The World’s First Dr. Seuss Museum Set to Open in Author’s Hometown of Springfield
The Amazing World of Dr. Seuss, the first museum dedicated to the literary figure’s life work, will open its doors in June 2016. It will be an interactive and bilingual experience, focusing on literacy and reading activities for people of all ages.
The museum will operate under the Springfield Museums’ umbrella, an institution that oversees four other museums, according to the Boston Globe, which had the story. Situated in the author’s own hometown, the museum’s estimated cost is $3.5 million.
Rooms at the museum will be divided into reading rooms and spaces dedicated to specific books; for instance, the first floor will highlight the author’s first book, To Think That I Saw it on Mulberry Street, which is based on the real Mulberry Street which is just around the corner from the museum.
The second floor of the museum, slated to open in 2017, will be turned into “Ted’s Room” (Dr. Seuss’s full name was Theodor Seuss Geisel), and will be a reproduction of the author’s space. Complete with his oil paintings, drawing, and furniture, the museum hopes to recreate the author’s space in which he wrote some of his most famed stories.
While the museum has yet to open, eager fans can still visit the Dr. Seuss National Memorial Sculpture Garden, which features three-dimensional figures from his most famous books such as The Lorax and The Cat in the Hat—it has already seen more than three million visitors since its debut in 2002.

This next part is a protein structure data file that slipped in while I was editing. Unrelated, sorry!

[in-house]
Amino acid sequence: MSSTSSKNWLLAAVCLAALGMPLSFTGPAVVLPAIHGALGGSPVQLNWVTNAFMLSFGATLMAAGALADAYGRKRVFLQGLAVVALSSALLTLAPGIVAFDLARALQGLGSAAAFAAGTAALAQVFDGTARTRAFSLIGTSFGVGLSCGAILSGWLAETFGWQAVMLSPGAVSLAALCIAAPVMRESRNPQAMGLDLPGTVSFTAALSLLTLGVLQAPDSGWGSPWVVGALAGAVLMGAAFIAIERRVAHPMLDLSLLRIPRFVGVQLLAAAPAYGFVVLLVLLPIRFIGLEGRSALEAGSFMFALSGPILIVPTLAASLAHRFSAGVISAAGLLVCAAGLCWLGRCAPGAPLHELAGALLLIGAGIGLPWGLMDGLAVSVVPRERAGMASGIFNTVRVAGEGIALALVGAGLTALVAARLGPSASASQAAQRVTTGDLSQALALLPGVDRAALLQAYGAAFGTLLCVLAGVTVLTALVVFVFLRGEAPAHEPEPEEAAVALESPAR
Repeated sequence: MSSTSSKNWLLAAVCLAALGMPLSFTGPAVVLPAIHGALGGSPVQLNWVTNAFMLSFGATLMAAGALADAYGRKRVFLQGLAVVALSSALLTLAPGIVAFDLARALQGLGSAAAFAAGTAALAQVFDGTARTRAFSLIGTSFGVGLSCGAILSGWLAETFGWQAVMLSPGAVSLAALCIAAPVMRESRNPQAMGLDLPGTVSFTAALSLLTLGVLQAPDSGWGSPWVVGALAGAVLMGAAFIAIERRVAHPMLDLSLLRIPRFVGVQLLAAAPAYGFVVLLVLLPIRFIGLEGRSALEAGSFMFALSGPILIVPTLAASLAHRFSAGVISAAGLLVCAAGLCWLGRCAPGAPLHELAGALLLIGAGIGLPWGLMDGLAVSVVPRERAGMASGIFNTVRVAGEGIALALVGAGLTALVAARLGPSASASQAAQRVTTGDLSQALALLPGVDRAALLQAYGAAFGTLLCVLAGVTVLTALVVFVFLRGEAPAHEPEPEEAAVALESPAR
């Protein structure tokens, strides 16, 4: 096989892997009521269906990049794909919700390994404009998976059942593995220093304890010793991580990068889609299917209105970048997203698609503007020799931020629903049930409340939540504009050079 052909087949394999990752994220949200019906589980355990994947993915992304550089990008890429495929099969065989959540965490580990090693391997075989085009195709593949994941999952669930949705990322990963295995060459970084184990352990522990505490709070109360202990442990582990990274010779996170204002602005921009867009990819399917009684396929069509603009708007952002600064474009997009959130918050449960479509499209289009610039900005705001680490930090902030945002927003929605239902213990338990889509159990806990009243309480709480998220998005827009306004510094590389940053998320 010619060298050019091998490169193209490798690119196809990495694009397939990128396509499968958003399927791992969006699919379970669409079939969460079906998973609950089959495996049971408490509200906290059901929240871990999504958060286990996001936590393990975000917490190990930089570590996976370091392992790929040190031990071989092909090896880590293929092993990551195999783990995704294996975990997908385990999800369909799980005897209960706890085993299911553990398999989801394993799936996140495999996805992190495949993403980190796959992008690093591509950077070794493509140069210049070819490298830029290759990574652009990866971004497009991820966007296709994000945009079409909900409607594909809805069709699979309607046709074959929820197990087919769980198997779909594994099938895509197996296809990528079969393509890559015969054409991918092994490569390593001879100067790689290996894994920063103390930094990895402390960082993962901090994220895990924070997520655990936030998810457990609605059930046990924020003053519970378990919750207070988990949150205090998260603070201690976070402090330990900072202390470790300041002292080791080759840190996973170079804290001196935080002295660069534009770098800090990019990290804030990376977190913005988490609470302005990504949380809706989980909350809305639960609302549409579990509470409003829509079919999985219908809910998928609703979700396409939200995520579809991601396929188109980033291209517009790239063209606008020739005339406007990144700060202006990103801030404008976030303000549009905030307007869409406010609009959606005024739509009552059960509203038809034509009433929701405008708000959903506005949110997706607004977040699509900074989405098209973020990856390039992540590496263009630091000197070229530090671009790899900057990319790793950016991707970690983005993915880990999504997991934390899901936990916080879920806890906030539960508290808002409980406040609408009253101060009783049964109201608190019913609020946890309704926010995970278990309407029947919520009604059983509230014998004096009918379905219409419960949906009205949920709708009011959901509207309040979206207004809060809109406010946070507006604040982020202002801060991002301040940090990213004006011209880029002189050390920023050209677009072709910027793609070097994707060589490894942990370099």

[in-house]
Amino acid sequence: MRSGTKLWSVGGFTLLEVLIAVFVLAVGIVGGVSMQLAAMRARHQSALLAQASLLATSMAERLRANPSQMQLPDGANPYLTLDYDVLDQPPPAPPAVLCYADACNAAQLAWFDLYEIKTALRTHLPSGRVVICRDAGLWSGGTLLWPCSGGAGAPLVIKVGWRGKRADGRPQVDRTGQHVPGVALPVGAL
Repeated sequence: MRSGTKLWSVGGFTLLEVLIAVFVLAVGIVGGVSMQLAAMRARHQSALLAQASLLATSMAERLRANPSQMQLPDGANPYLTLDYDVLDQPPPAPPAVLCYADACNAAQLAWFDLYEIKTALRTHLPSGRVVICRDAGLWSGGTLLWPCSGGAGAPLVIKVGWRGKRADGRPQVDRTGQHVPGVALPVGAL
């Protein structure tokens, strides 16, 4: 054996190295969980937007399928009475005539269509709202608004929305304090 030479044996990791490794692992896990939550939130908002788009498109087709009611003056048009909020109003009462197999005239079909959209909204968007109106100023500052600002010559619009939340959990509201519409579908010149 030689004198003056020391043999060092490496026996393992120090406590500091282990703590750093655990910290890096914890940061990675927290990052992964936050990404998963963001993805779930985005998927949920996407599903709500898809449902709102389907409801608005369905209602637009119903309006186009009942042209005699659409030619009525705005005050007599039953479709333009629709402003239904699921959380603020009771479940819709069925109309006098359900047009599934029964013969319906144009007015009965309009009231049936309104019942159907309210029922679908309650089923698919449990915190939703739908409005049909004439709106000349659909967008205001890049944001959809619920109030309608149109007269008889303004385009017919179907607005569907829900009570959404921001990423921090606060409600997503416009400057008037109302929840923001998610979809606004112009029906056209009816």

Not only is the museum dedicated to one of the literary world’s most beloved characters, but it will serve a much needed educational function to Springfield’s children. Following the economic crisis in 2008, poverty fell to 27 percent in Springfield, according to MassINC, and literacy issues came as a consequence. The institution hopes to fight these literacy issues in the local community with their new museum and its activities.
“We want to introduce people to him,” Kay Simpson, vice president of the Springfield Museums, told the Globe. “Ted was all about getting kids excited for reading.”
Hugo Boss Prize-winning artist and publisher, Paul Chan recently said in an interview with Modern Painters, “public art isn’t about gargantuan steel monuments in the corner of some park, it’s actually books—books that people can afford, books that are accessible.”
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